Have you ever considered conducting your own WR research? It’s being done by other faculty in various disciplines, and there are forums for such research. For example, three faculty members from the University of Minnesota (UM), Twin Cities, recently presented the results of their WR research at the annual Conference on College Composition and Communication (March 27-30), held in Milwaukee, Wisconsin. In fact, their research formed the basis of a workshop, “Assigning and Researching Writing Across the Curriculum,” facilitated by the staff of the Center for Interdisciplinary Studies of Writing (CISW) at UM and led by Lillian Bridwell-Bowles, CISW director.
The first presenter, Dr. Gerald
D. Rinehart, of the UM Carlson School of Management, conducted two surveys
on the importance of writing in such fields as Sales, Marketing, Finance,
and Accountancy. The first survey targeted 1,500 Carlson alumni; 487 responded
(30%). Results indicated that
both the amount and importance of writing increased as alumni progressed in their careers, and
writing proficiency was extremely important in terms of job performance and evaluation.
The second survey elicited responses
from 72 faculty currently teaching undergraduate business courses at UM
(30 responded). Among other things, Rinehart found that
75% of all business courses required some kind of individual or group writing, and written projects accounted for about 30% of the course grade,
70% of faculty thought that more writing would help students learn course concepts, and
83% thought more writing would help them learn writing skills needed in the workplace.
Interestingly, the survey reflected a lack of teacher feedback on student writing and indicated that none of the teachers used informal writing (i.e., workaday writing) in the classroom (which might have satisfied the respondents’ desire to increase their students’ level of content knowledge). Consequently, Rinehart is organizing faculty workshops on how to include more writing-to-learn techniques in the classroom.
The second presenter, Dr. Maria Gini, of the Department of Computer Science, studied student documentation reports of a computer program. She and her colleagues assessed the reports of 190 students, focusing on the clarity and organization of 28 randomly selected texts.
Gini referred to her results in terms of “the good, the bad, and the ugly.” In terms of “the good,” a few reports were well written, using either a narrative format to describe the steps taken to write the program, or a highly structured summary that expanded on the algorithms used. As for the “bad and the ugly,” most reports exhibited numerous punctuation errors and non-standard grammar and usage, as well as problems with paragraph cohesion and coherence, subject/verb agreement, and organization.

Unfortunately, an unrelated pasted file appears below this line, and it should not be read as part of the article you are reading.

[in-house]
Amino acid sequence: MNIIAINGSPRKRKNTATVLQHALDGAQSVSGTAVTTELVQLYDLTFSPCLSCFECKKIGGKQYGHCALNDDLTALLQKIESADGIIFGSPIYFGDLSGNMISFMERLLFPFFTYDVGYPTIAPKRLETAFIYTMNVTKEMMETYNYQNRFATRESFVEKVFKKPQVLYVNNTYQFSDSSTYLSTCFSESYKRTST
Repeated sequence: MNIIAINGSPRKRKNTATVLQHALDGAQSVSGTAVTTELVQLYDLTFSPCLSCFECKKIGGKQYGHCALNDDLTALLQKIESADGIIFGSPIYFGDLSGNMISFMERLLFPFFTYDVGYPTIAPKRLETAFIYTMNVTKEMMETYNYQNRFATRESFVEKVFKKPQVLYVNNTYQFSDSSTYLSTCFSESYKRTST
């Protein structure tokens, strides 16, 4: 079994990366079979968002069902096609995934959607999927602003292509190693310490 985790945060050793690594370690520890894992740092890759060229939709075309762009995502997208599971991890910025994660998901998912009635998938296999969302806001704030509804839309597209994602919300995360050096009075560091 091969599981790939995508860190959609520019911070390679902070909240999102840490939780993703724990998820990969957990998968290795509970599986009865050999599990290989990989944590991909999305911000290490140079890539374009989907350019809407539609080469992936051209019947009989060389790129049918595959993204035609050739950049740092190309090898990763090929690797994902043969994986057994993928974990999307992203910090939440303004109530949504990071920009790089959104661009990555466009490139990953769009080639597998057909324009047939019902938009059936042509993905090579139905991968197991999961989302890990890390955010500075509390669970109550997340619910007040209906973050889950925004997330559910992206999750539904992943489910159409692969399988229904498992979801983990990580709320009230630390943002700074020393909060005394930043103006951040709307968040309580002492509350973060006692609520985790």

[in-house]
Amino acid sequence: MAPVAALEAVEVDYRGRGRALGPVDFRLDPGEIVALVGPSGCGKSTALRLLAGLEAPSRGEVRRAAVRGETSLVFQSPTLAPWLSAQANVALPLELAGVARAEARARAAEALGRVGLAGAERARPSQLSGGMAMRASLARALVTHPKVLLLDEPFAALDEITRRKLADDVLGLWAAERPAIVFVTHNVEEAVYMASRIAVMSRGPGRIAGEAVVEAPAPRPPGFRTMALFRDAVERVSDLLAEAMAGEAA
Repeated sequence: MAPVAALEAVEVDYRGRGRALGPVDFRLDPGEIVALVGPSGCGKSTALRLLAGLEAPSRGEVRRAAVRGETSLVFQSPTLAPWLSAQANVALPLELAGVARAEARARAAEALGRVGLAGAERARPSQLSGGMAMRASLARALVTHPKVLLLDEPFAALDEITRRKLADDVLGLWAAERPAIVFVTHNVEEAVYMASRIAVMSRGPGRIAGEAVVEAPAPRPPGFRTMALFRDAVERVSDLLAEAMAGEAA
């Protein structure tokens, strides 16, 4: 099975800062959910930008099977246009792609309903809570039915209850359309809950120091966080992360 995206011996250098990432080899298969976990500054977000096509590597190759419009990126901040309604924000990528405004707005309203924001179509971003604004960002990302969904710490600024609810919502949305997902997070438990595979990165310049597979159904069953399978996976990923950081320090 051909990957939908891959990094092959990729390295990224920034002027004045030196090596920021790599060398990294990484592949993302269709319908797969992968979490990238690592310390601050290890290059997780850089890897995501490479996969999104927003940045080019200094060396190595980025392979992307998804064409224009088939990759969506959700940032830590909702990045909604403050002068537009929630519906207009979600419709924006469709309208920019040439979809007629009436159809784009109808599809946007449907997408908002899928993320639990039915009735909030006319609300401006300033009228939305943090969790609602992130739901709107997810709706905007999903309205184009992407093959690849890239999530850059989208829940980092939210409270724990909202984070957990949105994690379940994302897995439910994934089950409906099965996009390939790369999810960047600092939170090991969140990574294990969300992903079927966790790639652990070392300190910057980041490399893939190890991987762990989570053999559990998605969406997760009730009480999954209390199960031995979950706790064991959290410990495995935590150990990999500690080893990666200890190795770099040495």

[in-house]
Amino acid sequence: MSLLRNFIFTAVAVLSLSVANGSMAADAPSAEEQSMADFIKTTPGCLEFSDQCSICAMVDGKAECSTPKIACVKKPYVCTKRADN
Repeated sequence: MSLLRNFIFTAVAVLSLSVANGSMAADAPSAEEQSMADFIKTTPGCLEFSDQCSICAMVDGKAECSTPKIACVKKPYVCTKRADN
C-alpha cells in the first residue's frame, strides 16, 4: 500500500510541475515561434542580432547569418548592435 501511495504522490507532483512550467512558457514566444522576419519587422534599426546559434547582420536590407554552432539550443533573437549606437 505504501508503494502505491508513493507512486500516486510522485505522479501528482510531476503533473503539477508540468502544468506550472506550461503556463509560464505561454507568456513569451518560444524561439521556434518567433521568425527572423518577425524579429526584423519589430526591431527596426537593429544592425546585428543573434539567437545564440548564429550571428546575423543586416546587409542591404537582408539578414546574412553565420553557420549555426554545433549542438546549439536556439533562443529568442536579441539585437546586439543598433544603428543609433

Gini and her colleagues subsequently developed a “Documentation Sample” that students study as a model for their own reports. The sample seems to be helping students write better reports, but Gini plans a follow-up study to determine if this is really the case.
The final presenter, Dr. Roger
Martin, of the Department of Landscape Architecture, studied the effects
of “writing-to-learn” techniques on
observation and problem definition,
creative idea-making, and
Twenty-nine students enrolled in landscape design courses participated in the study during the 1989-90 fall and winter quarters.
Writing was integrated into the courses primarily through journals and three writing workshops. Journals combined both visual and verbal notes (i.e., drawings and written explanations / descriptions), as well as post-project reflections. The writing workshops included such writing activities as “Place Description,” “Metaphors about Place,” and “Manipulative Verbs.”
In addition to relying on his own observations, Martin evaluated writing-to-learn by examining the students’ journals, soliciting the instructors’ observations, and reviewing the comments on final projects made by guest reviewers and clients. According to Martin, writing-to-learn techniques not only helped students design better projects by enhancing the targeted skills, but students also seemed to like using writing as part of their design process and many planned to use the techniques in future design projects. Instructors and clients seemed most pleased with the effects of the workshop activities, especially those that required students to focus on audience (i.e., client) needs.
The WR research of these three faculty has been published by CISW, which has also published the research of faculty in several other departments at UM, including Mathematics, Journalism, and Mass Communications. These research monographs and technical reports are available from CISW for a nominal fee.